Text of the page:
In fact, many pieces of ocean plastic waste have come together to create a vortex of plastic waste thrice the size of France in the Pacific Ocean between California and Hawaii.
Where does all of this plastic come from? In this graphic, Visual Capitalist’s Freny Fernandes and Louis Lugas Wicaksono used data from a research paper by Lourens J.J. Meijer and team to highlight the top 10 countries emitting plastic pollutants in the waters surrounding them.
Plastic’s Ocean Voyage
First, let’s talk about how this plastic waste reaches the oceans in the first place.
Most of the plastic waste found in the deep blue waters comes from the litter in parks, beaches, or along the storm drains lining our streets. These bits of plastic waste are carried into our drains, streams, and rivers by wind and rainwater runoff.
The rivers then turn into plastic superhighways, transporting the plastic to the oceans.
A large additional chunk of ocean plastic comes from damaged fishing nets or ghost nets that are directly discarded into the high seas.
Countries Feeding the Plastic Problem
Some might think that the countries producing or consuming the most plastic are the ones that pollute the oceans the most. But that’s not true.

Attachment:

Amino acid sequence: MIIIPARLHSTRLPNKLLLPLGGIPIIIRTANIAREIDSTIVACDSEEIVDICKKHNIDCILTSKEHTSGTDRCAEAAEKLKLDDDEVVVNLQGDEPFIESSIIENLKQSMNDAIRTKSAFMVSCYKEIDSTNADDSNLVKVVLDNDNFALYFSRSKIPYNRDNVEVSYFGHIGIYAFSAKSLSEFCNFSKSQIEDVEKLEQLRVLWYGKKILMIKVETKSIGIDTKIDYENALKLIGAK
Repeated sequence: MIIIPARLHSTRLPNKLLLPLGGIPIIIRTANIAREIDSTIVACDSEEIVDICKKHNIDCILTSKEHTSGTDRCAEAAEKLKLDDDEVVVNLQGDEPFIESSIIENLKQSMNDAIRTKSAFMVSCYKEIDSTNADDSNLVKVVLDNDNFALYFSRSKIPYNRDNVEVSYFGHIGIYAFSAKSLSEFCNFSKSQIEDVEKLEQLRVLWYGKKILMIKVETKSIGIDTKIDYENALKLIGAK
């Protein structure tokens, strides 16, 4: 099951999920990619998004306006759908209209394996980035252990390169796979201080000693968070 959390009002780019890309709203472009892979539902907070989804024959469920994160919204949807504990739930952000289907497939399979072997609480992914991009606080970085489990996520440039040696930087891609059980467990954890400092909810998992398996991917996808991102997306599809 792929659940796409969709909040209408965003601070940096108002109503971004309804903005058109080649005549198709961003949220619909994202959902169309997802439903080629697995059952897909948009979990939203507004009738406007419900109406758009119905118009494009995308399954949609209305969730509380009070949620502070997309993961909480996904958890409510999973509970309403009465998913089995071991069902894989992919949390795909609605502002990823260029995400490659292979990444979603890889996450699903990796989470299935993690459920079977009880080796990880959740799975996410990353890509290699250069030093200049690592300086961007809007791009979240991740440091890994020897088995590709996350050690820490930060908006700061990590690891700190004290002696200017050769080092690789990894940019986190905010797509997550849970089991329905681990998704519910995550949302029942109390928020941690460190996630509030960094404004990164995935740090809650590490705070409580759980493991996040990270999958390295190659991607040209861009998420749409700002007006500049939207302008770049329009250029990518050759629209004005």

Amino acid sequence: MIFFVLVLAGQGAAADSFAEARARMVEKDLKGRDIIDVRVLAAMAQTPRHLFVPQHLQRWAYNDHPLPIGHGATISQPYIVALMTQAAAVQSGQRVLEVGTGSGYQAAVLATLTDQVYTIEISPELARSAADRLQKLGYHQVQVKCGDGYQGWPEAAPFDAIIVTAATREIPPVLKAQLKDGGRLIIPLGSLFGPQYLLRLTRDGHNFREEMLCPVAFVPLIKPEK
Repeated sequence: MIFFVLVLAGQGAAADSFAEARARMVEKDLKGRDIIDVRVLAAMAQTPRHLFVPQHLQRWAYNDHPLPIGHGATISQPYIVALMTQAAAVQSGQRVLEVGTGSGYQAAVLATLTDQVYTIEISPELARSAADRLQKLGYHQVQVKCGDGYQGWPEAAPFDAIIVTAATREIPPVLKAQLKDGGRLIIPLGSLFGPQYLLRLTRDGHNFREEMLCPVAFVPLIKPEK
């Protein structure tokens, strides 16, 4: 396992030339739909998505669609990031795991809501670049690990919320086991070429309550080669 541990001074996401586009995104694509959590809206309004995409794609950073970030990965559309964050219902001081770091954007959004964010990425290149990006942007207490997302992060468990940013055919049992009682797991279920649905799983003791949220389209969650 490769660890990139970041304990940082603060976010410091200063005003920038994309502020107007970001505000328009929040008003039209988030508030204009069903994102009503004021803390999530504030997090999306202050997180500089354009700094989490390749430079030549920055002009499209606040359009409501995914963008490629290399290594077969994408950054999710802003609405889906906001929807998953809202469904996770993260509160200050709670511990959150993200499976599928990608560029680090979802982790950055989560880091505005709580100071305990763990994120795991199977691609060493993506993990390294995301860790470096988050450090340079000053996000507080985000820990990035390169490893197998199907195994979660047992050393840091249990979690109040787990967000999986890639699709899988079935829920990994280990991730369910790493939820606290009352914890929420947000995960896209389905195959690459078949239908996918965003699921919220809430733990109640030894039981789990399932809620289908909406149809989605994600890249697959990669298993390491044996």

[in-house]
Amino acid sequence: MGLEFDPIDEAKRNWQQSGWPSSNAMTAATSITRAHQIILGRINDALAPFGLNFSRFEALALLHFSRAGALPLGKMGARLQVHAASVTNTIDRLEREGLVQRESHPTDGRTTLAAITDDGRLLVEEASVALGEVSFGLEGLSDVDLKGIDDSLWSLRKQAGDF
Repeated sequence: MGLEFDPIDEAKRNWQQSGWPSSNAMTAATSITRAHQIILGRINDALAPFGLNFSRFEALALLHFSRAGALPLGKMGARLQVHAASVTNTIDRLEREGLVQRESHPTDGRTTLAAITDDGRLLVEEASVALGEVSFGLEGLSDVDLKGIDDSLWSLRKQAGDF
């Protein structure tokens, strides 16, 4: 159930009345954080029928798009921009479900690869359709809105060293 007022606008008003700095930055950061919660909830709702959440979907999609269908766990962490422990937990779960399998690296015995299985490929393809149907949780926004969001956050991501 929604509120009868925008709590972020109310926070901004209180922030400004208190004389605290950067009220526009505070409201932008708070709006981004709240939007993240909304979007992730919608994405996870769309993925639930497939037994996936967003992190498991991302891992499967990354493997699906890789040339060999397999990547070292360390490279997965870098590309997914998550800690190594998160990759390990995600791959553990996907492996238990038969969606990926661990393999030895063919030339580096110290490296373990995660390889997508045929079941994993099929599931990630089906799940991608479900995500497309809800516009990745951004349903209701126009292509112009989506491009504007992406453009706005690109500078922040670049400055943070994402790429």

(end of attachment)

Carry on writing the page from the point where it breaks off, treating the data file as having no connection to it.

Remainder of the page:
According to the study, countries with a smaller geographical area, longer coastlines, high rainfall, and poor waste management systems are more likely to wash plastics into the sea.
For example, China generates 10 times the plastic waste that Malaysia does. However, 9% of Malaysia’s total plastic waste is estimated to reach the ocean, in comparison to China’s 0.6%.
The Philippines—an archipelago of over 7,000 islands, with a 36,289 kilometer coastline and 4,820 plastic emitting rivers—is estimated to emit 35% of the ocean’s plastic.
In addition to the Philippines, over 75% of the accumulated plastic in the ocean is reported to come from the mismanaged waste in Asian countries including India, Malaysia, China, Indonesia, Myanmar, Vietnam, Bangladesh, and Thailand.
The only non-Asian country to make it to this top 10 list, with 1,240 rivers including the Amazon, is Brazil.
The Path to a Plastic-free Ocean
The first, and most obvious, way to reduce plastic accumulation is to reduce the use of plastic. Lesser production equals lesser waste.
The second step is managing the plastic waste generated, and this is where the challenge lies.
Many high-income countries generate high amounts of plastic waste, but are either better at processing it or exporting it to other countries. Meanwhile, many of the middle-income and low-income countries that both demand plastics and receive bulk exports have yet to develop the infrastructure needed to process it.